You didn’t pay good money to feel intimidated, uncomfortable, frustrated, or unfulfilled.
5. Does the workshop company or instructor have the proper land use permits or Commercial Use Authorization?
Most public lands, especially National Parks, require photography workshops and tours to obtain a permit or Commercial Use Authorization (CUA) from the Park in advance of the event.
There are many reasons for this requirement, which could include the workshops company’s level of liability insurance, bonding, or first-aid training in the event of an injury to a student.
One recent student of mine shared a workshop anecdote where the instructors drove up to a popular National Park, declared they did not have any permits, and instructed the students to split up and photograph on their own before meeting up later at an appointed time. Some rogue outfits without permits try to fly under the radar illegally, giving instructions to their attendees to say they are only a photo club – just in case any official-looking person asks.
You deserve better.
Snow geese taking flight, Pocosin Lakes NWR, North Carolina © Richard Bernabe
6. Does the instructor practice his or her own photography during the workshop?
This is a valid question and hopefully you will receive an forthright answer. The three possibilities are as follows:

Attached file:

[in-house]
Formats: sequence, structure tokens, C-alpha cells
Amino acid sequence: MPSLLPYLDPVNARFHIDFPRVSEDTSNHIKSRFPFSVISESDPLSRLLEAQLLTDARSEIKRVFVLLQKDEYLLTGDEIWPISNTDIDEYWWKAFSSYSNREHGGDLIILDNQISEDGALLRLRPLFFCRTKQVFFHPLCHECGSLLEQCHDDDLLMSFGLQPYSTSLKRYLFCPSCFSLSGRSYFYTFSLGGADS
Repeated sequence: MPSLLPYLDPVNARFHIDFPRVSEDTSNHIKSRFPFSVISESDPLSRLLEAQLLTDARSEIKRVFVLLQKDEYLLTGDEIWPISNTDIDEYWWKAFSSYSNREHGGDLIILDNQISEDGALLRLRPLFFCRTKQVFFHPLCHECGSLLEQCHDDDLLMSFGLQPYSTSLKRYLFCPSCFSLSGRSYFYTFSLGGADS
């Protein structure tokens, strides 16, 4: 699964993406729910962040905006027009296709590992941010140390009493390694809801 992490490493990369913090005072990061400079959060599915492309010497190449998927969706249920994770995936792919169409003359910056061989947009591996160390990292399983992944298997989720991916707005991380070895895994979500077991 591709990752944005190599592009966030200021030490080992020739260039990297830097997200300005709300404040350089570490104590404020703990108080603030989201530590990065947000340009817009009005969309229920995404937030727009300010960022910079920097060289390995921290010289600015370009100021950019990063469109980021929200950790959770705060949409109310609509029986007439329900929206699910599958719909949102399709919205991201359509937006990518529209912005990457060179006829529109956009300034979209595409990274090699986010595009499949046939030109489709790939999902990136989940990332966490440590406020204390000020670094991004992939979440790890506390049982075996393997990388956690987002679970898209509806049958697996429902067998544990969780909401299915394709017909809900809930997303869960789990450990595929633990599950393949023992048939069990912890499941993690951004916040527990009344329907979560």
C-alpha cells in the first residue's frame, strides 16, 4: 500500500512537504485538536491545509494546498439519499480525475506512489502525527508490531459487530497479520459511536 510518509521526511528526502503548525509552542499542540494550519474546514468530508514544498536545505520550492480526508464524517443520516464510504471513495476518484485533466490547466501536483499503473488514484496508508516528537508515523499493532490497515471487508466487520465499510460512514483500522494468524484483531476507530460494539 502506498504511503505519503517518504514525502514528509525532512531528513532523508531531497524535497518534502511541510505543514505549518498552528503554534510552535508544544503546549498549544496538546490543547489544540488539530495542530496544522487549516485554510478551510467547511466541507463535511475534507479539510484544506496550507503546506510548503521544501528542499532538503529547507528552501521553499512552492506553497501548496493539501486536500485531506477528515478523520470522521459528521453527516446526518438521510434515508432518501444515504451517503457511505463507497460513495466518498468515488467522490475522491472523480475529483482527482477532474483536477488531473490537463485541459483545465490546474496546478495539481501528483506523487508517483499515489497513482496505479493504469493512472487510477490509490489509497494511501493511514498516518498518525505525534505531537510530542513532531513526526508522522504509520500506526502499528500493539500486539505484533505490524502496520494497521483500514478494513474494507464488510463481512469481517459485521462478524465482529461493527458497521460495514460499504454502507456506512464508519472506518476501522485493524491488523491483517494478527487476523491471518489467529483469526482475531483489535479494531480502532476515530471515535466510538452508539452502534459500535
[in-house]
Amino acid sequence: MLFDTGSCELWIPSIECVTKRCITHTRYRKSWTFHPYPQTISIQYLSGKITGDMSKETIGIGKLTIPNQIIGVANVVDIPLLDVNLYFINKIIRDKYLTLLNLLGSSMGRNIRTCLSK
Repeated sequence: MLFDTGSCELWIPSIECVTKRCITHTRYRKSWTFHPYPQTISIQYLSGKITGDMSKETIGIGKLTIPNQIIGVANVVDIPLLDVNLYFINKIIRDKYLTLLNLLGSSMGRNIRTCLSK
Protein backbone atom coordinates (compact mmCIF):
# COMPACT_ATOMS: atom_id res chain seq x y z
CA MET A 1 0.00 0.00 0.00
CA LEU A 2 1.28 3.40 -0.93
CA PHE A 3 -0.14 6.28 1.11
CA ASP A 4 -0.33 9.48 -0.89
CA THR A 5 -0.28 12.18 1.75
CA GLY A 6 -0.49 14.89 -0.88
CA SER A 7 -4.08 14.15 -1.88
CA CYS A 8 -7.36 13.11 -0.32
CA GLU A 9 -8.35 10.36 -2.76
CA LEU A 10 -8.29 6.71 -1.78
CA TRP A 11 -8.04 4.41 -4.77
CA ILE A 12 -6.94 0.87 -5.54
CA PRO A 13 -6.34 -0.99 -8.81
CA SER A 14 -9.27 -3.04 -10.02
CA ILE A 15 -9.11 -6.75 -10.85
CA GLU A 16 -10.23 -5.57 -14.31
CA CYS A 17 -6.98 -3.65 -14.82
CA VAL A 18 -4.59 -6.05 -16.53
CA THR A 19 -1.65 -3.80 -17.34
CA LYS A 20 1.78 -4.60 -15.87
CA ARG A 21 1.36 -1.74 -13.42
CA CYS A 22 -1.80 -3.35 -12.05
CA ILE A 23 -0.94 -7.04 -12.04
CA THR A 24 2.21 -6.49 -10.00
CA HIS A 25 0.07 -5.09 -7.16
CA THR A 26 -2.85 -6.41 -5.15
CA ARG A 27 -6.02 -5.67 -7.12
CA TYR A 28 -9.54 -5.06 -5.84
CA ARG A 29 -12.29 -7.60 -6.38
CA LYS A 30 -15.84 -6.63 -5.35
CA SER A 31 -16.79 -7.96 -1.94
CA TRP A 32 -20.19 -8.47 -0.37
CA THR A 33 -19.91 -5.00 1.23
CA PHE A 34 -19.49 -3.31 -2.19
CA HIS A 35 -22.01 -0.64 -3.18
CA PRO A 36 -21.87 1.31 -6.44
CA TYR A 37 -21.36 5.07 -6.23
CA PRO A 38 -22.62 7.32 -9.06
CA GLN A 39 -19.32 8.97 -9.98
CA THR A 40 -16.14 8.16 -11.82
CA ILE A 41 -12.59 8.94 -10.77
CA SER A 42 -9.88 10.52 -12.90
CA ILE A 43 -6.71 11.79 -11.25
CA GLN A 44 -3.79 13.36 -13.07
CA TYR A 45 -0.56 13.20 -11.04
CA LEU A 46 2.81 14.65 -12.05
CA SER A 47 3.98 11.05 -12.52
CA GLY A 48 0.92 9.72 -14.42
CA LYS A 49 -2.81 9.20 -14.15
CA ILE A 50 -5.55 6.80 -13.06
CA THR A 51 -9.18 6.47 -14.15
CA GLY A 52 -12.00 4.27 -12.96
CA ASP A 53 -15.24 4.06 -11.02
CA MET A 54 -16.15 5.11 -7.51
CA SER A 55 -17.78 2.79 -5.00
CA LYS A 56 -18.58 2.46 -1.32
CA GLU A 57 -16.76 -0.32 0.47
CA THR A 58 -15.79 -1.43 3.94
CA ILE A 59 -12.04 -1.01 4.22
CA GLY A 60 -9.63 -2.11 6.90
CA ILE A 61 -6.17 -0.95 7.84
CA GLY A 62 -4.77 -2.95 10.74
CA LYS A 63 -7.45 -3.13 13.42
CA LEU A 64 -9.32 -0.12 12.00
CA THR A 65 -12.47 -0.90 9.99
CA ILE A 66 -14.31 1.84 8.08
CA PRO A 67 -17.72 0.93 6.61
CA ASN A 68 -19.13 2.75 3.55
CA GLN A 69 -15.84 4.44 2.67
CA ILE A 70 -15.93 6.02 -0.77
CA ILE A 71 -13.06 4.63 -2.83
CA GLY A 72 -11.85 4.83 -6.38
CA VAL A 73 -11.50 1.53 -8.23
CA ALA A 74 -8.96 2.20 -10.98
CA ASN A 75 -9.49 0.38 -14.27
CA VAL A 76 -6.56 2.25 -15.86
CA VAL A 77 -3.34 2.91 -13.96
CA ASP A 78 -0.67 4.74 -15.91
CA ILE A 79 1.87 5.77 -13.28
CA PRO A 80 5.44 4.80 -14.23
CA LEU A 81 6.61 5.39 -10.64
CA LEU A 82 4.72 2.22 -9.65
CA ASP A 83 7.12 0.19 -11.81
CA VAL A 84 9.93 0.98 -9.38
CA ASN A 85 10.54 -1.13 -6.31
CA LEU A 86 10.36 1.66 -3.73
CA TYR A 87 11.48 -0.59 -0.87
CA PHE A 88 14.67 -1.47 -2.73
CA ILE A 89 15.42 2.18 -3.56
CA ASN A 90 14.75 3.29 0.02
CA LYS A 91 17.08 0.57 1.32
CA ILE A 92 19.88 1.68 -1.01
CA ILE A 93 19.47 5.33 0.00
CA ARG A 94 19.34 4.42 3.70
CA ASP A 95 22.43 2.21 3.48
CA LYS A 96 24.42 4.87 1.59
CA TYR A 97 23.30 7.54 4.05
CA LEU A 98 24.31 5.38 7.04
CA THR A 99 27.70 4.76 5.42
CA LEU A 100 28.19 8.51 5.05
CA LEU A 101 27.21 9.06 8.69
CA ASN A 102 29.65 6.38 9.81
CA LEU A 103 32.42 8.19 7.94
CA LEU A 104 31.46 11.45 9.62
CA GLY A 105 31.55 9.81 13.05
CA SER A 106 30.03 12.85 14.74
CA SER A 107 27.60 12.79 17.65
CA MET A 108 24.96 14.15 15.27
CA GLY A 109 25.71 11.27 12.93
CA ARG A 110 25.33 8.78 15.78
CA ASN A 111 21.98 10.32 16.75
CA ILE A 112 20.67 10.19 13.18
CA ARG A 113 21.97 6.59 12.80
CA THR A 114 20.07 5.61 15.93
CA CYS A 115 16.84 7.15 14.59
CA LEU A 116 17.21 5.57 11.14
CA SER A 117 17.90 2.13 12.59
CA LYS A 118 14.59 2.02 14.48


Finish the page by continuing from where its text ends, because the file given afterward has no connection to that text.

1) “No, never.” That’s a good answer if he or she is being honest.
2) “Sometimes” or “It depends.” Most workshop leaders and instructors would answer the question in this way.
An instructor might use the camera to demonstrate a photo technique, compose a scene for others to see in the viewfinder or LCD, or capture that epic light that only occurs a handful of times each year, right alongside his or her students.
3) “Of course I do. How else could I afford to pad my travel portfolio unless you guys were paying for it?”
The point here is that the instructor should always put you, the student, first. The workshop should not be a veiled scheme by the instructor to finance his or her personal photography projects during your time with your tuition. Nor should it solely pay for the “privilege” of hanging out with Mister Big Shot Professional Photographer or watching him or her practice their trade. Why not ask in advance? Mister Big Shot might just be arrogant enough to admit it.
There’s obviously a lot of grey area on this question, but the bottom line is that any instructor or workshop leader who puts his own photography ahead your needs as a student should be avoided at all costs.
When it comes to attending a photography workshop, it would be nice if you could create a few good images, learn a thing or two from a working professional, and have plenty of laughs and fun too. And by asking the right questions before you choose where to attend, you greatly increase your odds of acheiving all three goals.
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NPN Editor-in-Chief, Richard Bernabe has been a full-time professional outdoor photographer and writer since 2003. He's had thousands of publishing credits over the past 20 years and he regularly leads photography tours and workshops across the United States as well as internationally with Mountain Trail Photo and Creative Vision Workshops. Richard also offers regular Online Classes with NPN.
For more information about Richard's photography, be sure to visit his personal website, Richard Bernabe Photography.